All You Need to Know About Self-Driving Cars from CES

Autonomous vehicle expert Brad Templeton looks under the hood of the biggest stories at CES 2016 in Las Vegas.

Photo Caption: Kia showed at CES 2016 its autonomous Soul EV, which is now licensed in Nevada, but had little to say about what it is doing. (Photo Credit: Brad Templeton)

I’m back from CES 2016 with a raft of news, starting with robocars. Some news was reported before the show but almost everybody had something to say - even if it was only to have something to say!

I have many more photos with coverage in my CES 2016 Photo Gallery.

Ford makes strong commitment
Ford’s CEO talks like he gets it. Ford did not have too much to show - they announced they will be moving to Velodyne’s new lower cost 32-laser puck-sized LIDAR for their research, and boosting their research fleet to 30 vehicles. They plan for full-auto operation in limited regions fairly soon.

Ford is also making its own efforts into one-way car share (similar to Daimler Car2Go and BMW DriveNow) called GoDrive, which pushes Ford more firmly into the idea of selling rides rather than cars. The car companies are clearly believing this sooner than I expected, and the reason is very clearly the success of Uber. (As I have said, it’s a mistake to think of Uber as competition for the taxi companies. Uber is competition for the car companies.)

Ford is also doing an interesting “car swap” product. While details are scant, it seems what the service will do is let you swap your Ford for somebody else’s different Ford. For example, if somebody has an F-150 or Transit Van that they know they won’t use the cargo features on some day or weekend, you drive over with your ordinary sedan and swap temporarily for their truck - presumably with a small amount of money flowing to the more popular vehicle. Useful idea.

The big announcement that didn’t happen was the much-rumored alliance between Ford and Google. Ford did not overtly refute it but suggested they had enough partners at present. The alliance would be a good idea, but either the rumors were wrong, or they are waiting for another event (such as the upcoming Detroit Auto Show) to talk about it.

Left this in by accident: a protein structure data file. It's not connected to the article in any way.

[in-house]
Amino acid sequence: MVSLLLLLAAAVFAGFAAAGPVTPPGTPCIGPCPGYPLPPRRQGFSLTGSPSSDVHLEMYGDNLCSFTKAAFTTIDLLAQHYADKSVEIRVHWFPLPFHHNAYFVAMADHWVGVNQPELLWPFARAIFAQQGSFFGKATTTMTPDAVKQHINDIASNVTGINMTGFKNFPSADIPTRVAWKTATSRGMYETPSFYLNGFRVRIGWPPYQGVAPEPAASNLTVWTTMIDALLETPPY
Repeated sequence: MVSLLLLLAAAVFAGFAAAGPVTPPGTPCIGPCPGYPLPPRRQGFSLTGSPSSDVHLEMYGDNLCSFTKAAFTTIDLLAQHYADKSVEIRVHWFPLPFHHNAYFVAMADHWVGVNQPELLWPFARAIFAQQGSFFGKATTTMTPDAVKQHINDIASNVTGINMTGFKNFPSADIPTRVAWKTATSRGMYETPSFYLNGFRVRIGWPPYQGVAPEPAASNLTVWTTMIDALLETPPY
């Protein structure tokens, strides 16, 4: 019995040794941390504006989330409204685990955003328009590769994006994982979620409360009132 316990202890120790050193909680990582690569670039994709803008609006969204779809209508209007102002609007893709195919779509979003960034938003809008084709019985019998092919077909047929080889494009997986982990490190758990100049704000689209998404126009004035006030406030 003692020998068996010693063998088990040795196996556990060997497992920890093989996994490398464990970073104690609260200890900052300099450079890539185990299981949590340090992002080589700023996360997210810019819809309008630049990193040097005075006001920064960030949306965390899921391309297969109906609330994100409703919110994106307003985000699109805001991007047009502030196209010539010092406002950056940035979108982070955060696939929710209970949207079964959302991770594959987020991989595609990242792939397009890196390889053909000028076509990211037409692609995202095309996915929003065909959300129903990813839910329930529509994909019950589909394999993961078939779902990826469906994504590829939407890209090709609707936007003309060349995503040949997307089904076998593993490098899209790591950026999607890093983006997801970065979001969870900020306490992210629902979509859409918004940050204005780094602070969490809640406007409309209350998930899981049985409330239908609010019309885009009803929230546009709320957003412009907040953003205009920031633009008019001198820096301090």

Faraday Future, where art thou?

Faraday Future at CES 2016. (Photo Credit: Brad Templeton)

The big disappointment of the event was the silly concept racecar shown by Faraday Future. Oh, sure, it’s a cool electric racecar, but it has absolutely nothing to do with everything we’ve heard about this company, namely that they are building a consumer electric car-on-demand service with autonomous delivery. Everybody wondered if they had booked the space and did not have their real demo ready on time. It stays secret for a while, it seems. Recent hires, such as Jan Becker, the former head of the autonomous lab for Bosch, suggest they are definitely going autonomous.

Mapping heats up
Google’s car drives by having super-detailed maps of all the roads, and that’s the correct approach. Google is unlikely to hand out its maps, so both Here/Navteq (now owned by a consortium of auto companies in Germany) and TomTom have efforts to produce similar maps to license to non-Google robocar teams. They are taking fairly different approaches, which will be the subject of a future article.

One interesting edge is that these companies plan to partner with big automakers and not just give them map data but expect data in return. That means that each company will have a giant fleet of cars constantly scanning the road, and immediately reporting any differences between the map and the territory. With proper scale, they should get reports on changes to the road literally within minutes of them happening. The first car to encounter a change will still need to be able to handle it, possibly by pulling over and/or asking the human passenger to help, but this will be a very rare event.